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The text “Called to Care a Christian Worldview for Nursing”, discusses how, as nurses, we have arrived at the point we are at now in terms of modern philosophies. “The spirit of service and compassion that once motivated nurses has evolved into a professionalism that demands power, status and appropriate compensation” (Shelly & Miller, 2006, p. 16).  This topic is the most interesting to me due to the fact that over the six short years I have been a nurse I have seen the population of nursing change.  I have been involved in a peer interview group on my unit for the past five years and have recently moved into a management position wear I actually hire employees.  I remember in the beginning of my experiences of interviewing new nurses, most had a story behind the interview question, “Why did you become a nurse?” I remember one new graduate nurse explaining that her mother and grandmother were both nurses and she aspired to be like them, caring, respected, smart, and making a difference with their work.  Another nurse explained that her husband had died of alcoholism and she watched as his nurses judged him and did not treat him with respect.  It was her goal to do better as a nurse and provide her patients with respect and the care they deserved no matter what their background.  Most recently I have seen a change in the reasons why nurses are choosing the profession.  The last interviewee discussed how the hours were great; “3 12s” and it works out great for her family life.  I have noticed an increase in the theme of the convenience nursing allows for people and less of the compassion or calling.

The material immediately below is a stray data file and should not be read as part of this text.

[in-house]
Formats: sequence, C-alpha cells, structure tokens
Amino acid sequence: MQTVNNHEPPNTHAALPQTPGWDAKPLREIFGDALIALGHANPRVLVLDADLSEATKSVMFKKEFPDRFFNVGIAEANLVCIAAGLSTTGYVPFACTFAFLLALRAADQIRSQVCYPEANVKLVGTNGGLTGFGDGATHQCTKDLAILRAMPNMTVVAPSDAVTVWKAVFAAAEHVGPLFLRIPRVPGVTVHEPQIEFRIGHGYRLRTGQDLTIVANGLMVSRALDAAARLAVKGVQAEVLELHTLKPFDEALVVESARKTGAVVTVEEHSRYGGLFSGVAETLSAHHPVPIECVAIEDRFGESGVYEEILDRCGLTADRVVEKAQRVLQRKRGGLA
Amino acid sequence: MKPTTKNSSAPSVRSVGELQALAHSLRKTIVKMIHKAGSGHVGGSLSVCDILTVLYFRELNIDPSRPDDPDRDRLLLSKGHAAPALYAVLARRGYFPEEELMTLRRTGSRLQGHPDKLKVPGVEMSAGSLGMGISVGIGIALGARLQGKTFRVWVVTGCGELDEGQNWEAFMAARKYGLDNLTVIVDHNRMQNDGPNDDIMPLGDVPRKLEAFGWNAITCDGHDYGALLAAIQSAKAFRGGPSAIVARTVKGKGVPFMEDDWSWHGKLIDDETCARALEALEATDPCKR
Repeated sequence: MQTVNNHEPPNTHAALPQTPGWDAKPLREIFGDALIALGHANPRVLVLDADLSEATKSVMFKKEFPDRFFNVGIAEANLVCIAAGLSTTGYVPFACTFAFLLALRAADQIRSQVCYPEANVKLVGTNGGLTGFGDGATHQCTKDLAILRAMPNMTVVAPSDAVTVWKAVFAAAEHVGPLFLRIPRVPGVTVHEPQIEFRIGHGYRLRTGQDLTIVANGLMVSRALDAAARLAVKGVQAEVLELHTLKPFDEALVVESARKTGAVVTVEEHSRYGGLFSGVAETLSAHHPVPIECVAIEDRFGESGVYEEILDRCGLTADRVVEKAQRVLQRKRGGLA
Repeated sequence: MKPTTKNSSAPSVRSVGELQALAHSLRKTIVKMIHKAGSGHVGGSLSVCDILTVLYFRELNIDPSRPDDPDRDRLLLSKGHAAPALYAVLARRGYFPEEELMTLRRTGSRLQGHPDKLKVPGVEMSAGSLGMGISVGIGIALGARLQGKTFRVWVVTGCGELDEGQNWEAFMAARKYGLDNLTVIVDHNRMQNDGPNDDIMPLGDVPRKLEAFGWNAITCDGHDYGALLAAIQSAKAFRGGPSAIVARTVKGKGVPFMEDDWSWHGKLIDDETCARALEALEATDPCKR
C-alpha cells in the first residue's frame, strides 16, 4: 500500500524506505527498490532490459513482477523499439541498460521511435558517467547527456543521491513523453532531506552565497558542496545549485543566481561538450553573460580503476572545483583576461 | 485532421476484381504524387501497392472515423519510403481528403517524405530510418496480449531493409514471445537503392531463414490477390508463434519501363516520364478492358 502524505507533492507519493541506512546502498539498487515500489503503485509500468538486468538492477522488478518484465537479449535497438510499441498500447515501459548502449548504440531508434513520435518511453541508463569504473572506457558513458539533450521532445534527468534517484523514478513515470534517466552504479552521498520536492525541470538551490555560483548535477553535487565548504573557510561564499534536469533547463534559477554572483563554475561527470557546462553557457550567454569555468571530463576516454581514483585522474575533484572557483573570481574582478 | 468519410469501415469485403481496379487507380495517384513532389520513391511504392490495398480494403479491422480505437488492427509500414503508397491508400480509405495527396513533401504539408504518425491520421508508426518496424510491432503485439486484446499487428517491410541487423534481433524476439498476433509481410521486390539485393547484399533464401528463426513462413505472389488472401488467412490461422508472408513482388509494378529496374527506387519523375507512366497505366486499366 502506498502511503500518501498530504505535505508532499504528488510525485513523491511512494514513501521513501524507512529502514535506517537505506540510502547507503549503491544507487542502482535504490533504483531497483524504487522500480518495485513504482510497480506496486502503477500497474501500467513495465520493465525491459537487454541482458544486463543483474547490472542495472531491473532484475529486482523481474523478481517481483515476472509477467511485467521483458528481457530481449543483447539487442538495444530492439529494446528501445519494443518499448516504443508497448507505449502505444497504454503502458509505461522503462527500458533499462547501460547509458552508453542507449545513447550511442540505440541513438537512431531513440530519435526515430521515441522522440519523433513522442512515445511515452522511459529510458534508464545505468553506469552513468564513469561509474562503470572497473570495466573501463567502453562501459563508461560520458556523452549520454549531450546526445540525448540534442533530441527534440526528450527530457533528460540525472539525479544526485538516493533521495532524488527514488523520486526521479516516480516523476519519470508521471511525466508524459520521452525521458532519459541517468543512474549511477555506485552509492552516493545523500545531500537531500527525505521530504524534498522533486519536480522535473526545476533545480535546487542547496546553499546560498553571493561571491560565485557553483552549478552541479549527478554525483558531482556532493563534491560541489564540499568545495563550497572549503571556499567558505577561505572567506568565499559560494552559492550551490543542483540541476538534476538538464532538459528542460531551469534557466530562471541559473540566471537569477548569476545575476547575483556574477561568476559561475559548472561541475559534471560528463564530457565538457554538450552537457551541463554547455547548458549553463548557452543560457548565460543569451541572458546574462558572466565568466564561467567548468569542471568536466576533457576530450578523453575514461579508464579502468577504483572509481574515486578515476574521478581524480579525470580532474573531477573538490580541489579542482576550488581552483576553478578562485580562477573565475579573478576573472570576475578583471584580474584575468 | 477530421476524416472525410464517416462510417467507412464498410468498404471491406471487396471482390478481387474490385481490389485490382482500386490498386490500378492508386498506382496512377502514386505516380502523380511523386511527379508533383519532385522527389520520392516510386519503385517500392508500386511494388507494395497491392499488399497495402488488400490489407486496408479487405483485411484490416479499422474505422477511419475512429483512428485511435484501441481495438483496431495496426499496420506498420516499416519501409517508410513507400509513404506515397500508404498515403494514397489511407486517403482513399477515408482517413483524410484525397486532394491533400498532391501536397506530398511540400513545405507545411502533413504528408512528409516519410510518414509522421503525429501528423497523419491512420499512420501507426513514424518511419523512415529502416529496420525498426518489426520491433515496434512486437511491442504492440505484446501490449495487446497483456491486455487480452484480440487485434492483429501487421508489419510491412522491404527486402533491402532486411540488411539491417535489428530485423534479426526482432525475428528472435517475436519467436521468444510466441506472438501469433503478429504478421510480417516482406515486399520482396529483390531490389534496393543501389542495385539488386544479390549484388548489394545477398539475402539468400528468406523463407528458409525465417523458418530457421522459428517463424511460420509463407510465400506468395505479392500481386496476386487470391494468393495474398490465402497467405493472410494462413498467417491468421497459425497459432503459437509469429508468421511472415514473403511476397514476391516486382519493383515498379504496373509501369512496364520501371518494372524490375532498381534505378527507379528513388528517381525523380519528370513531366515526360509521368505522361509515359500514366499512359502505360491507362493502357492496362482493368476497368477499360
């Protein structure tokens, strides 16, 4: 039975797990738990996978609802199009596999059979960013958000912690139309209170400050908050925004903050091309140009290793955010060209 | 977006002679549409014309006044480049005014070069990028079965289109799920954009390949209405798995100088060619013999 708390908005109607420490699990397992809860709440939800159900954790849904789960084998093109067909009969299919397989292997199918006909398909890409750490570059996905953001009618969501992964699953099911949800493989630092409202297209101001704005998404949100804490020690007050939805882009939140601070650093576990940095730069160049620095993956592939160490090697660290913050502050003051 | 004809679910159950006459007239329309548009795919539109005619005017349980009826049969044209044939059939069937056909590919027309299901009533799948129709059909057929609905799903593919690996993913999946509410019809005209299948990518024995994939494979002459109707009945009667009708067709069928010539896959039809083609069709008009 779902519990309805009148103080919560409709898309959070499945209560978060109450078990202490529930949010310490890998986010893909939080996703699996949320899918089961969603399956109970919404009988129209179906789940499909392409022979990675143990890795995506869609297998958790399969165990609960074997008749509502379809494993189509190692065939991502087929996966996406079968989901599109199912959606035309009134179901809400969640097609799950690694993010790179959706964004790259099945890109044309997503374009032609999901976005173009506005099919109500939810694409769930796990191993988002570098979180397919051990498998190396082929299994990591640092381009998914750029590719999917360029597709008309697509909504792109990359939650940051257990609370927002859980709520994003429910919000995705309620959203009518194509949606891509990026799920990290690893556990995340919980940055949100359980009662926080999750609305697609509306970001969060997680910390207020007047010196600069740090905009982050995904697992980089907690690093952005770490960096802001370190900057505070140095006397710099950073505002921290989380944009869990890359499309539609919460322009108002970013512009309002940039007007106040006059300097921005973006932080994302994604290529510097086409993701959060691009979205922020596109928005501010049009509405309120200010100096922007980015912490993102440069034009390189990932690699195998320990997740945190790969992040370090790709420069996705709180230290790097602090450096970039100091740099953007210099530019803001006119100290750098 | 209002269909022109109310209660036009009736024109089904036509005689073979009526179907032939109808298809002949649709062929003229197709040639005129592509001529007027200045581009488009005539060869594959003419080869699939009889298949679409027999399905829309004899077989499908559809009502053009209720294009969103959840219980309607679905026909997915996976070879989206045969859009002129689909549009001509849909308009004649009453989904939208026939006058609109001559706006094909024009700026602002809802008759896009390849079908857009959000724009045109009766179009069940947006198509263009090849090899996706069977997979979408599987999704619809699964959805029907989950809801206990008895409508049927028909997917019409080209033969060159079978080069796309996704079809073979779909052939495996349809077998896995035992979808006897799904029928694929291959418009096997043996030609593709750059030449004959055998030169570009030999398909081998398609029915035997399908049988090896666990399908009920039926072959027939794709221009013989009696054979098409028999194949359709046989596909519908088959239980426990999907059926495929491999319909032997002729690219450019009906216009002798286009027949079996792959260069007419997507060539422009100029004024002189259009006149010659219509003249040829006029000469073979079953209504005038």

The analysis of disease and healing presents interesting insight into the role of healthcare providers and spirituality. “They stand beside us, but they have not voluntarily shared our fate” (Meilaender, 2013, p. 9). The text describes the contradictory relationship between God working through doctors to treat disease and treating the disease may enable a false hope of invulnerability, therefore creating the inability to comprehend suffering.  I understand the reading to mean that there must be a balance between God (Health) and healthcare (health).  I agree with this inference for the fact that I believe that one’s mind, or relationship with God, must be as strong as the belief in the doctors to provide relief.  If one’s mind is not in the right place, the therapies will not assist in healing. “Spirituality enables the direct experience of connection between the individual and God, and can exist with or without an intermediary such as a religious institution” (Grossman, 2013, p. 1150).


Grossman, T. (2013, October 15, 2013). The God Within and the God Without.. Substance Use & Misuse, 48(12), 1150-1158. Retrieved from